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“Life after a kidney transplant is so much better than being on dialysis,” said Naoru Koizumi, a professor and the associate dean of research at the Schar School of Policy and Government. “But minority patients—particularly black Americans—don’t have equal access to transplants.”
It is also crucial, she added, that transplanted kidneys come from living donors, where there is survival time of over 15 years. Kidneys from living donors add 5 to 7 years with a higher quality of life to the recipient.
“That’s why we want to give living donor transplants to as many patients as possible,” said Koizumi. “African Americans are particularly the ones that don't get to be on a transplant list.”
Minorities are at a disadvantage when it comes to live kidney access for many reasons, including cost, insurance, and location. Where you live is an important factor as to when and what type of kidney transplant is available—and traveling great distances to be higher on a waiting list of recipients can be cost prohibitive, particularly for those living in underserved regions.
Working with transplant programs at George Washington University and Virginia Commonwealth University, Koizumi leads a George Mason University-led team hoping to create an algorithm to identify the optimal ways to increase live donor transplant access for minority patients, particularly those from low socioeconomic black communities.
In other words, Koizumi leads a team of medical and data researchers to correct the racial discrepancy of live kidney transplants.
The three-year study, “Collaborative Research: SCH: Optimal Desensitization Protocol in Support of a Kidney Paired Donation (KPD) System,” is funded by the National Science Foundation. Koizumi serves as the principal investigator overseeing the $996,766 grant, $677,361 of which funds Mason’s involvement.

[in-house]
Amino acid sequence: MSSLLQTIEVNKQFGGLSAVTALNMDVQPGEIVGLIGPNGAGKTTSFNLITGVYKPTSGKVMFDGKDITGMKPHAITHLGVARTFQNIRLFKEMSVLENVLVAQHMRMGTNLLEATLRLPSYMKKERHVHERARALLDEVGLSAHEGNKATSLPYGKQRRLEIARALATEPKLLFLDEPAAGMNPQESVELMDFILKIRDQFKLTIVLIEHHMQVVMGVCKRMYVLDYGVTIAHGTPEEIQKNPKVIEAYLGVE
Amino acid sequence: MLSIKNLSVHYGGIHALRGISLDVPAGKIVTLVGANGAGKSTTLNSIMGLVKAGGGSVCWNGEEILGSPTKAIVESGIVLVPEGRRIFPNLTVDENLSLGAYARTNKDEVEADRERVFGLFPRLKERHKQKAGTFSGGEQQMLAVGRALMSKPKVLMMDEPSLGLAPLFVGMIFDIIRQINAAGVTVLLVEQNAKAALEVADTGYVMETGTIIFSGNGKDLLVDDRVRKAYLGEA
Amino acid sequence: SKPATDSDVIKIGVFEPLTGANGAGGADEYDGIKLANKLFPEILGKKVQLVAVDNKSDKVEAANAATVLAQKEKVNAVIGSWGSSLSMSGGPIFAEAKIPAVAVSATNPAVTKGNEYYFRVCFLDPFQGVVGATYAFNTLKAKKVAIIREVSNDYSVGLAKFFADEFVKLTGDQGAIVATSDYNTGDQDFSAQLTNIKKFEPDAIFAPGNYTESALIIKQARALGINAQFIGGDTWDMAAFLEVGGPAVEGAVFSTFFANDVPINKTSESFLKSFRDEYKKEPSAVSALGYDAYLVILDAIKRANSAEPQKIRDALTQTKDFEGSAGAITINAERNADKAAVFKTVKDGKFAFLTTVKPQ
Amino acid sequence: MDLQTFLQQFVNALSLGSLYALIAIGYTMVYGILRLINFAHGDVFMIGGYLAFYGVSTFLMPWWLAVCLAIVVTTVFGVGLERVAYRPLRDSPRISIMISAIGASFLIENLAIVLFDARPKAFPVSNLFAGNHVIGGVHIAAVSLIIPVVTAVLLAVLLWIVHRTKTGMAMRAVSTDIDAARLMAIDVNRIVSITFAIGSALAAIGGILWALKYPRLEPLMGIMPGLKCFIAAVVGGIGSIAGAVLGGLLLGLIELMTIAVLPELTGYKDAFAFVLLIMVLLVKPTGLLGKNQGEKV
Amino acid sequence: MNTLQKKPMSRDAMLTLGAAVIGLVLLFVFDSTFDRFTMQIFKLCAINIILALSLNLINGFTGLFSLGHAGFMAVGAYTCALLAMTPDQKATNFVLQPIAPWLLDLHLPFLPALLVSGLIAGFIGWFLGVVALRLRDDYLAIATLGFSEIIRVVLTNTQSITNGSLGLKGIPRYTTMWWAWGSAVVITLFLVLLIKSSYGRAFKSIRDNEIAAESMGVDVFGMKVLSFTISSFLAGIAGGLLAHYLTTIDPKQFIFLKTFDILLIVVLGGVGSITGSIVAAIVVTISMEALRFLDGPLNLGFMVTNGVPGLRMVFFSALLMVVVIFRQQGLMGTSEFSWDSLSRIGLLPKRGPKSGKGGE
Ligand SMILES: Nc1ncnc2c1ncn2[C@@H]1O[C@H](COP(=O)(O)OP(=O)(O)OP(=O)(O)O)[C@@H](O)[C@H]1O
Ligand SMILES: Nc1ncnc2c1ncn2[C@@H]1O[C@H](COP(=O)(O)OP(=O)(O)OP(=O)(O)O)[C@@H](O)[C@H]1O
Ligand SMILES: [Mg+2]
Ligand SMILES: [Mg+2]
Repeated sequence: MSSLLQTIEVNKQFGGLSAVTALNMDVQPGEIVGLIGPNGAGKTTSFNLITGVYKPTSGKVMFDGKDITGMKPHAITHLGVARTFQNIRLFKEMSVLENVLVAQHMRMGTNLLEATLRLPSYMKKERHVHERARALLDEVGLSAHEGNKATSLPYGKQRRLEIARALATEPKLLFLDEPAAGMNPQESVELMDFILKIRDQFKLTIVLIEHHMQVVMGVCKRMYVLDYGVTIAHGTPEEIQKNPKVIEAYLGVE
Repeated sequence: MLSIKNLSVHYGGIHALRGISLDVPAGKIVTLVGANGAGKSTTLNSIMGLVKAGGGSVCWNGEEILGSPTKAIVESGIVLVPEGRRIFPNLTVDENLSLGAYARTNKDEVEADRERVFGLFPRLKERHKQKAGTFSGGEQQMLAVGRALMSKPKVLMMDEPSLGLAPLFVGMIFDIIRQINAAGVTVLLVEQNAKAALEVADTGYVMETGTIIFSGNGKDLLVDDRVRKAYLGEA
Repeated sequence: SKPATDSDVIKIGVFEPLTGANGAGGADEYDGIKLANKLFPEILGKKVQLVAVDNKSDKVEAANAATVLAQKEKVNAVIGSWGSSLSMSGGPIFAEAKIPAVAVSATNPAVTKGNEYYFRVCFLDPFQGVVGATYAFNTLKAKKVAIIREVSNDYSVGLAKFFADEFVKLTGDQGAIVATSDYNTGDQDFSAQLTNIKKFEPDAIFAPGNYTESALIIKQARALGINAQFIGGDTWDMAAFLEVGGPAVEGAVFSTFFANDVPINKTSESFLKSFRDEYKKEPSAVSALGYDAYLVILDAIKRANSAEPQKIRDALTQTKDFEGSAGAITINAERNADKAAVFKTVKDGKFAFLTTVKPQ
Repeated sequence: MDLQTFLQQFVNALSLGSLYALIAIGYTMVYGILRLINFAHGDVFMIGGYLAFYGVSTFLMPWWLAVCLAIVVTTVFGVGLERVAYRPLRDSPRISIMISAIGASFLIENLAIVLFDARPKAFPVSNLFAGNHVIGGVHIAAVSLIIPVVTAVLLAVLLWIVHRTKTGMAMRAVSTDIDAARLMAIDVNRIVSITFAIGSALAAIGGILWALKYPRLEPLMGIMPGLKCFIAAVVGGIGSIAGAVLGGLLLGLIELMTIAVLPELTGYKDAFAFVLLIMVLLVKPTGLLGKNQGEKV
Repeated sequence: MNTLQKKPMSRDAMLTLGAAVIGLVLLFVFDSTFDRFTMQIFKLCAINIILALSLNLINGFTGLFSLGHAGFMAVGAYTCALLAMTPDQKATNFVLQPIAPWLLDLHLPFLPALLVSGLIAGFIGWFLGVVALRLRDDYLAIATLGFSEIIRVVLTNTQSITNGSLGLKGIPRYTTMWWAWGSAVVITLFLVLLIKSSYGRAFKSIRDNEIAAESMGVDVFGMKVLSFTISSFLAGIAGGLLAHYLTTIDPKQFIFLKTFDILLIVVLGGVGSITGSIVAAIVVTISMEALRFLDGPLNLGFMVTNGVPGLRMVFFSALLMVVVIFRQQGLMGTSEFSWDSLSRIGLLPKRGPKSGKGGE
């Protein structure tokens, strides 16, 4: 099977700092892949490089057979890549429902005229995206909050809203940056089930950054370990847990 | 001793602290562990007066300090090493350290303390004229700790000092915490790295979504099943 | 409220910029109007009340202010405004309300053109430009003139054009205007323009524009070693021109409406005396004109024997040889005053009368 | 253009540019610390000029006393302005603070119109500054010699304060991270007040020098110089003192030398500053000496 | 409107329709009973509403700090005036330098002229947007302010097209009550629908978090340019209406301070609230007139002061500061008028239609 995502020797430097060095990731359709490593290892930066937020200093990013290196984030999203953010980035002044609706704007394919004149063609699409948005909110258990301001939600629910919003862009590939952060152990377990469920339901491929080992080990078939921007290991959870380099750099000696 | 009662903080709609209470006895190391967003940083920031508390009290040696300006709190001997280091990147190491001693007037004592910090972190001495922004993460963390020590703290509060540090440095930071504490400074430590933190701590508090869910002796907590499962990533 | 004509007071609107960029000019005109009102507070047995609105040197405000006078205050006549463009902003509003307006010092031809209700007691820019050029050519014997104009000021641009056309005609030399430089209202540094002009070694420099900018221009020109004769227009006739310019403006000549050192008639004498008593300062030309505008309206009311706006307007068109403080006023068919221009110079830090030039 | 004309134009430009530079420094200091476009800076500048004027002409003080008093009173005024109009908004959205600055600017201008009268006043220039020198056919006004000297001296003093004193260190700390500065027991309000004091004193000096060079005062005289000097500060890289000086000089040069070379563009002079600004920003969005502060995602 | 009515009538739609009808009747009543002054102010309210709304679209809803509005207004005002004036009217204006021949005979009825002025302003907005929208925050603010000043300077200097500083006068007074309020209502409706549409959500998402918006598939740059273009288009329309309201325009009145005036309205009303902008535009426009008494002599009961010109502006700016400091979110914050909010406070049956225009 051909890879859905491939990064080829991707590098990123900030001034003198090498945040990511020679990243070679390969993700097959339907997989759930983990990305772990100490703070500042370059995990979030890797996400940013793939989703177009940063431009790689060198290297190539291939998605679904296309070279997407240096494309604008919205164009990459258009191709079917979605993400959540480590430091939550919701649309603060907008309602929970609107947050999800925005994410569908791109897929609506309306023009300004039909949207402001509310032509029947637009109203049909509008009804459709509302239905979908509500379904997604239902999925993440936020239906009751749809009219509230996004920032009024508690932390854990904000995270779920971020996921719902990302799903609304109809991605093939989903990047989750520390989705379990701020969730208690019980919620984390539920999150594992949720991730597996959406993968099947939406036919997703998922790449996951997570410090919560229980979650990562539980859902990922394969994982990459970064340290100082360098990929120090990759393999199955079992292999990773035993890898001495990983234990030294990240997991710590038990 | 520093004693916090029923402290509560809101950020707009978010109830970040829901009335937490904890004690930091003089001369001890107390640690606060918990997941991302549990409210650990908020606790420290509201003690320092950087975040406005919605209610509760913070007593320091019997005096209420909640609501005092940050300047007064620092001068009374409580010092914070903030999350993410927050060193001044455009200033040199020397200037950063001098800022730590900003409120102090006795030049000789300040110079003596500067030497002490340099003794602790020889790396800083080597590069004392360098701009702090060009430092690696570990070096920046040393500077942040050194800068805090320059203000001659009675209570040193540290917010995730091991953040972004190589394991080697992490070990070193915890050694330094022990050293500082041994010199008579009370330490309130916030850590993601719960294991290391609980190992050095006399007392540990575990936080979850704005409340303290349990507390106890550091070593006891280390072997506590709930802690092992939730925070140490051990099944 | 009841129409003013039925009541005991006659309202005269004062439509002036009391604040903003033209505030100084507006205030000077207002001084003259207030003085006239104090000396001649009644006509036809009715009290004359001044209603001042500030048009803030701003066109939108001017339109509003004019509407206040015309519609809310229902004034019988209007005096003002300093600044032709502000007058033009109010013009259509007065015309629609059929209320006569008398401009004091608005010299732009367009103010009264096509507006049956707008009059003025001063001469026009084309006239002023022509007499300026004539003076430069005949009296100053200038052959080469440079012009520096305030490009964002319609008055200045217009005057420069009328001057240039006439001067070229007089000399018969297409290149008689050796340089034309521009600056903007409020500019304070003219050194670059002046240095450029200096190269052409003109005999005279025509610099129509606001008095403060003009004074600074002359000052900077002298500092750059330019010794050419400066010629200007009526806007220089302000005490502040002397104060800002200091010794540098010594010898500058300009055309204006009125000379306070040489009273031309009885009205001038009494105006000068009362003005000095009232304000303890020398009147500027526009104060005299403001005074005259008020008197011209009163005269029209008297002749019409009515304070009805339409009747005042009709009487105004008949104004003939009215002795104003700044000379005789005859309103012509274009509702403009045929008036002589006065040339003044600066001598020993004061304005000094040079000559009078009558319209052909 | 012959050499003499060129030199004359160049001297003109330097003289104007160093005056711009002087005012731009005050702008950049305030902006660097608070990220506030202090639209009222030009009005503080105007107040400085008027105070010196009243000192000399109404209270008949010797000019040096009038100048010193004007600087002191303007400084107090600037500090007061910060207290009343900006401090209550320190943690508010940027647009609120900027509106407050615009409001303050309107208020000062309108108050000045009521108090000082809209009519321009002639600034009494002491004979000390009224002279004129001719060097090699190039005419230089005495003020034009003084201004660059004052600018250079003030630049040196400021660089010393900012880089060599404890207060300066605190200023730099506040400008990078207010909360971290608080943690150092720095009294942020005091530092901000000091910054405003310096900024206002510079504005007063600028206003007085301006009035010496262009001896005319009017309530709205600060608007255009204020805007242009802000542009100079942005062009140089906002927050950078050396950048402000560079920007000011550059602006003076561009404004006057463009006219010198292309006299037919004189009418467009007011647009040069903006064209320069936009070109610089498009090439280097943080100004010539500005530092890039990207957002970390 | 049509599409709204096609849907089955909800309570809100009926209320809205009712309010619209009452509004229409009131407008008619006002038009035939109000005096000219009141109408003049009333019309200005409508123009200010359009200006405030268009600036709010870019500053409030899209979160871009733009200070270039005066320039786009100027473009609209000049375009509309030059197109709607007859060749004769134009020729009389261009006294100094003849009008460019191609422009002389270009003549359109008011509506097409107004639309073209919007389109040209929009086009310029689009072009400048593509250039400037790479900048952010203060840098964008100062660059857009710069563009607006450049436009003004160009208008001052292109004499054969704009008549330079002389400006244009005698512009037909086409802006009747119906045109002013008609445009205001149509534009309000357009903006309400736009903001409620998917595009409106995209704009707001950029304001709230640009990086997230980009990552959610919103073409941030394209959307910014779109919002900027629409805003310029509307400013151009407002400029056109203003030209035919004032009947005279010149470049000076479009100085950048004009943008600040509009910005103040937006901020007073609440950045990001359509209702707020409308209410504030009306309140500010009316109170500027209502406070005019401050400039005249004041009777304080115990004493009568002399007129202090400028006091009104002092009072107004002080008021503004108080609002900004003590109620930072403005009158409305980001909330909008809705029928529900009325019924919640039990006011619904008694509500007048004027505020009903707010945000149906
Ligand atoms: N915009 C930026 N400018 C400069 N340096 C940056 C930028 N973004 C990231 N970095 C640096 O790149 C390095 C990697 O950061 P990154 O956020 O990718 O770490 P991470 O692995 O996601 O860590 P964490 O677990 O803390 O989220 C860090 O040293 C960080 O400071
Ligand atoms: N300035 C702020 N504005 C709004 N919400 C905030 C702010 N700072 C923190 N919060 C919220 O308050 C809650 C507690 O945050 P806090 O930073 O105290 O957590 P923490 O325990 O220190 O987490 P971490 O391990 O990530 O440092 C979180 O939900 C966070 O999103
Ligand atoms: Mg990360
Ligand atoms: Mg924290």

Joining Koizumi are Professor Chun-Hung Chen and Assistant Professor Hadi El-Amine from Mason’s Volgenau School of Engineering. Both teach systems engineering and operations research. Researchers at the University of Maryland and the University of Louisville are also contributing to the study.
For Koizumi, the topic of organ transplants has interested her since early 2000, when she was studying for her first doctoral degree at the University of Pennsylvania, focusing on geographic disparity in health care access. But it was while earning her second doctorate in environmental and preventative medicine at Japan’s Hyogo College of Medicine studying end-stage renal and liver diseases that she encountered the issue of race and class among kidney transplants in the U.S.
During that time, Koizumi met two kidney surgeons, both of them black, at the George Washington University Hospital Transplant Institute and Howard University “who taught me a lot about racism in medicine and their own personal discrimination experiences during medical training,” she said: GWU’s Joseph Keith Melancon and Howard’s Clive O. Callender, last year’s Pioneer Award recipient from the American Society of Transplant Surgeons and the first black transplant surgeon in the U.S.
They became mentors who “taught me a lot about the racial disparity in access to kidney transplants.”
Once the study is complete in 2025, programs can be designed locally—Koizumi is working with patients in Washington, D.C.’s Wards 6 and 7—and then nationally by promoting kidney-paired donation (KPD), which allows “donor swapping” among incompatible donor-patient pairs in the Washington, D.C., region.
International impact, she said, “is not out of the question. There’s a lot of potential in that.”